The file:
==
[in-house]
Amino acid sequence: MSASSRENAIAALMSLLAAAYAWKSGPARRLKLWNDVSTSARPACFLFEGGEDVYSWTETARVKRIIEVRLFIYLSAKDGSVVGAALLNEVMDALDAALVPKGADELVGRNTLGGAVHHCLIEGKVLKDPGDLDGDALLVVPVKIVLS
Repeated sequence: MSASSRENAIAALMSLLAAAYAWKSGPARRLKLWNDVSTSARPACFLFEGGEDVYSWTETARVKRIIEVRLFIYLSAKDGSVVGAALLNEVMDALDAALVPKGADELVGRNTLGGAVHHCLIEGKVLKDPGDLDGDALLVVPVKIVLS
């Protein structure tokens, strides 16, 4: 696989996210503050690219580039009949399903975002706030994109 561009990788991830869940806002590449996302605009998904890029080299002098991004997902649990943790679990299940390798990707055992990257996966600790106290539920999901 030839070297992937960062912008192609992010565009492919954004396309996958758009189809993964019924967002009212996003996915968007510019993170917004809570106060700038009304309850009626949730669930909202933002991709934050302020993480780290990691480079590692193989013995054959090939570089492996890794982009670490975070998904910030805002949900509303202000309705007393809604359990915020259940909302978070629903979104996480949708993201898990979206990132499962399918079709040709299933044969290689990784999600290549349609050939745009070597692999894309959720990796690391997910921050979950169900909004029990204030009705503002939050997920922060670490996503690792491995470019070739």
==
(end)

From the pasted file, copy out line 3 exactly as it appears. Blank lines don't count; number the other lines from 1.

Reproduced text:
Repeated sequence: MSASSRENAIAALMSLLAAAYAWKSGPARRLKLWNDVSTSARPACFLFEGGEDVYSWTETARVKRIIEVRLFIYLSAKDGSVVGAALLNEVMDALDAALVPKGADELVGRNTLGGAVHHCLIEGKVLKDPGDLDGDALLVVPVKIVLS